Petition of Daniel Boone praying for a grant of land within the territory of Louisiana, introduced to the Senate on January 2, 1810
Daniel Boone (1734-1820) was an American frontiersman and a pioneer who played an important role in the exploration and settlement of western Kentucky, then considered the western frontier. Boone is also credited with defending the Kentucky border against Native American attacks during the American Revolution. In 1784, the widely read book Discovery, Settlement, and Present State of Kentucke, included an account of Boone's adventures, which helped establish him as one of the nation's first folk heroes.
In 1798, the Spanish government offered Boone a post as Commadant of the Femme Osage District, then part of Spanish Louisiana. Boone accepted the post and emigrated with his family to what is now St. Charles County, Missouri. Boone acquired land in Louisiana when it was under Spanish rule, but his title was deemed invalid after the territory came into possession of the United States with the Louisiana Purchase.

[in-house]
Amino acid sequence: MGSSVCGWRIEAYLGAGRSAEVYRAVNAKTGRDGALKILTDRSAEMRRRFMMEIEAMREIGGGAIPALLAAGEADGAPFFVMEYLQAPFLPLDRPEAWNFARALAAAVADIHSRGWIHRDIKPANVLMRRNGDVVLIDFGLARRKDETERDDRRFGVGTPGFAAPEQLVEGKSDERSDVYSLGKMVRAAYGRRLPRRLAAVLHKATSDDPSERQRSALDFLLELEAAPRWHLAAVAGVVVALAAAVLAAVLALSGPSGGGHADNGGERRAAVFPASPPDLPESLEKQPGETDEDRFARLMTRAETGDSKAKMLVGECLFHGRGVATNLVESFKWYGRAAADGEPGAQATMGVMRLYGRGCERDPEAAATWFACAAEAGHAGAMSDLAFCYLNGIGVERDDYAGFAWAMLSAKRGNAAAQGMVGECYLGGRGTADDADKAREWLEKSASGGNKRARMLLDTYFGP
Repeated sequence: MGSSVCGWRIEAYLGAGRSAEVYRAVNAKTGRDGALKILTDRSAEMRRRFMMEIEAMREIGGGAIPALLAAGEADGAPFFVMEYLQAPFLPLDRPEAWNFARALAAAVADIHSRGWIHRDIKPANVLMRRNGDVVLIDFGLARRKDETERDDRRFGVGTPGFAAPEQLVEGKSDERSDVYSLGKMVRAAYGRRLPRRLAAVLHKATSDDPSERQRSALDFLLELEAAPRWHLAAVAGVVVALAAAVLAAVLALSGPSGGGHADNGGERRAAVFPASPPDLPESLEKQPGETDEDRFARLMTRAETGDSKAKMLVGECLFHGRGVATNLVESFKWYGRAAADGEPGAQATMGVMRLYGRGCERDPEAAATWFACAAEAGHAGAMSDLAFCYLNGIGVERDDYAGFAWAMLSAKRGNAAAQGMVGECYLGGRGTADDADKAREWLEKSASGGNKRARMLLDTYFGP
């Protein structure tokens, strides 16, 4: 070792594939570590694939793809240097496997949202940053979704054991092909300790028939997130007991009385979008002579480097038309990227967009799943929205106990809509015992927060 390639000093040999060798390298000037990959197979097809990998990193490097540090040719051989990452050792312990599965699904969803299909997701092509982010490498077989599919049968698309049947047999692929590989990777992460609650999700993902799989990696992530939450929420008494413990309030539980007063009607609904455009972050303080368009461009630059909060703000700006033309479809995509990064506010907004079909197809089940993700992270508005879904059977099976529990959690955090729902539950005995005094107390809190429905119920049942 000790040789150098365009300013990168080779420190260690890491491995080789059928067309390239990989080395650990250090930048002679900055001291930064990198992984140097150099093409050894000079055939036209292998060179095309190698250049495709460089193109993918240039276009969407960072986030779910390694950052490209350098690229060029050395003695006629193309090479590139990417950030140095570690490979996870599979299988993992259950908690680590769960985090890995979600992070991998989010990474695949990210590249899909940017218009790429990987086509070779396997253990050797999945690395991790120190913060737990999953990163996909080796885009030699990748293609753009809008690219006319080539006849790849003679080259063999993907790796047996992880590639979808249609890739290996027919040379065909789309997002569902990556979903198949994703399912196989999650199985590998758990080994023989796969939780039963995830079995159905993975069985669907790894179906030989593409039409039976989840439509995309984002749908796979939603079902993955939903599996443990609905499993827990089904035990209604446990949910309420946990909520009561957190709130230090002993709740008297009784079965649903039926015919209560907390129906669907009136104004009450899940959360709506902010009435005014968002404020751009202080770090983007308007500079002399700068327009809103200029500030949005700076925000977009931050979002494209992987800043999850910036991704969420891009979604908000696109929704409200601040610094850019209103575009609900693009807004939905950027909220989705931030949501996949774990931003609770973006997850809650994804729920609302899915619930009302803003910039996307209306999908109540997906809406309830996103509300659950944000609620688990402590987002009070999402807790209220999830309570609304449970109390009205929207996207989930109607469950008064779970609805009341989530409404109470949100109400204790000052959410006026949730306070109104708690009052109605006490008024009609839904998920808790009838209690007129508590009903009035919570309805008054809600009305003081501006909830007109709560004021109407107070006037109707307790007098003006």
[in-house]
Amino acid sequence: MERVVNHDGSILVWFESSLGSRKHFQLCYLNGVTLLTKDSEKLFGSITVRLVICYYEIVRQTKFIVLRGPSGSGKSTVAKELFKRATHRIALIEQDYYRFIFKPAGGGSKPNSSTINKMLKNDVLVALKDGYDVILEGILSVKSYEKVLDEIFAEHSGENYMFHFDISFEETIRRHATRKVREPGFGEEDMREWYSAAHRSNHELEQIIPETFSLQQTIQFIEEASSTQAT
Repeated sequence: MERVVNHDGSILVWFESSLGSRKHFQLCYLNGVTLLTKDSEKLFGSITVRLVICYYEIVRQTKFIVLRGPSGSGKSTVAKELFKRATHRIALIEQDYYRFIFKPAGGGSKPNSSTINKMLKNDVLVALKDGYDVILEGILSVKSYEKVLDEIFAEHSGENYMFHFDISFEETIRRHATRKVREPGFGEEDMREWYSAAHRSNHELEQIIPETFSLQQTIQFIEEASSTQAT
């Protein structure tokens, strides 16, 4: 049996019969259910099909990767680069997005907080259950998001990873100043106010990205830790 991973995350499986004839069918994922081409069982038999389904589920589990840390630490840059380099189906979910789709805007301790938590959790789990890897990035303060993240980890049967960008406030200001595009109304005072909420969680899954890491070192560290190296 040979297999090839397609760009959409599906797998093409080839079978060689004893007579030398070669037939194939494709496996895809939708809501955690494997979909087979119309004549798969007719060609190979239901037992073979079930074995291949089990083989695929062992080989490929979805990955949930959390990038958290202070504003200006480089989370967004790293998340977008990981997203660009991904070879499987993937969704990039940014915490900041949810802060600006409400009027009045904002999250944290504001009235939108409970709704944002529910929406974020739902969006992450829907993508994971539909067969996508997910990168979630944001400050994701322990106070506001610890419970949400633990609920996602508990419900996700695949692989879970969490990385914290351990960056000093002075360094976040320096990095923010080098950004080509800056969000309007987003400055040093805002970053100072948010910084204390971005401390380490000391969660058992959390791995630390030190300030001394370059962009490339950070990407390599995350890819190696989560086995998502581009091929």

In an attempt to reclaim his land, Boone petitioned the U.S. Congress. In this petition, Boone tells Congress that his land "has been wrested from him by a construction of the existing laws," and he is not "disposed to murmur or complain; but is conscious of the value and extent of his services," and "he solicits some evidence of their liberality."
Boone's petition was received by both the House and the Senate in 1810, but no legislation was enacted on the subject during the 11th Congress. Boone's petition, however, was revived during the 12th and 13th Congresses, and on February 10, 1814, Congress passed an "Act for the Relief of Daniel Boone," which confirmed his title to the land.